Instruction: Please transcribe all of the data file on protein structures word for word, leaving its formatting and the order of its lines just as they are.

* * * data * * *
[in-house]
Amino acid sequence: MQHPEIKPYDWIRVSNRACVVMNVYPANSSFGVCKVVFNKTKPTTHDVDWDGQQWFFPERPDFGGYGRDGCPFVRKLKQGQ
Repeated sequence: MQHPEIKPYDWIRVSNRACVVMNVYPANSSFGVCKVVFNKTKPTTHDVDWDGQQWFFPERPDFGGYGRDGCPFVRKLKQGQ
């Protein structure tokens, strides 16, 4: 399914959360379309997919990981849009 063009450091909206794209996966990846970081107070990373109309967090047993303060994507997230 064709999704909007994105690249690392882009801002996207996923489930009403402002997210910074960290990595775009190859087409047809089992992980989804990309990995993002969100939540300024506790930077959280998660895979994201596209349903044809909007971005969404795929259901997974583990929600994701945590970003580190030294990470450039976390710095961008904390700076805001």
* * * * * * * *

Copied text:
[in-house]
Amino acid sequence: MQHPEIKPYDWIRVSNRACVVMNVYPANSSFGVCKVVFNKTKPTTHDVDWDGQQWFFPERPDFGGYGRDGCPFVRKLKQGQ
Repeated sequence: MQHPEIKPYDWIRVSNRACVVMNVYPANSSFGVCKVVFNKTKPTTHDVDWDGQQWFFPERPDFGGYGRDGCPFVRKLKQGQ
């Protein structure tokens, strides 16, 4: 399914959360379309997919990981849009 063009450091909206794209996966990846970081107070990373109309967090047993303060994507997230 064709999704909007994105690249690392882009801002996207996923489930009403402002997210910074960290990595775009190859087409047809089992992980989804990309990995993002969100939540300024506790930077959280998660895979994201596209349903044809909007971005969404795929259901997974583990929600994701945590970003580190030294990470450039976390710095961008904390700076805001």